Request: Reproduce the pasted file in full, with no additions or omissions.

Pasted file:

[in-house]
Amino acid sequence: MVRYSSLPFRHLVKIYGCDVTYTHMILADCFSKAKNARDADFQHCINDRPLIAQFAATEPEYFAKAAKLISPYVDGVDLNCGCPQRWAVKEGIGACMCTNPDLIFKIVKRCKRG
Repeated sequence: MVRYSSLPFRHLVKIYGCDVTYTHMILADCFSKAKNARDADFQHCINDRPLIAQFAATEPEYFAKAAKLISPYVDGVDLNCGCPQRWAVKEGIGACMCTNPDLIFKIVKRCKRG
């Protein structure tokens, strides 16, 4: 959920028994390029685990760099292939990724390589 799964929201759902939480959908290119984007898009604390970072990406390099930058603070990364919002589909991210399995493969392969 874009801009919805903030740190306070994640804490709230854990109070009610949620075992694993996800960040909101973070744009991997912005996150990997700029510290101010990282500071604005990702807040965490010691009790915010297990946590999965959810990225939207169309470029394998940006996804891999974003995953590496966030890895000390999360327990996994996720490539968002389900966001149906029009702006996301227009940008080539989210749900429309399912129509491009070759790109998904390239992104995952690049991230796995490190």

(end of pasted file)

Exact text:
[in-house]
Amino acid sequence: MVRYSSLPFRHLVKIYGCDVTYTHMILADCFSKAKNARDADFQHCINDRPLIAQFAATEPEYFAKAAKLISPYVDGVDLNCGCPQRWAVKEGIGACMCTNPDLIFKIVKRCKRG
Repeated sequence: MVRYSSLPFRHLVKIYGCDVTYTHMILADCFSKAKNARDADFQHCINDRPLIAQFAATEPEYFAKAAKLISPYVDGVDLNCGCPQRWAVKEGIGACMCTNPDLIFKIVKRCKRG
């Protein structure tokens, strides 16, 4: 959920028994390029685990760099292939990724390589 799964929201759902939480959908290119984007898009604390970072990406390099930058603070990364919002589909991210399995493969392969 874009801009919805903030740190306070994640804490709230854990109070009610949620075992694993996800960040909101973070744009991997912005996150990997700029510290101010990282500071604005990702807040965490010691009790915010297990946590999965959810990225939207169309470029394998940006996804891999974003995953590496966030890895000390999360327990996994996720490539968002389900966001149906029009702006996301227009940008080539989210749900429309399912129509491009070759790109998904390239992104995952690049991230796995490190």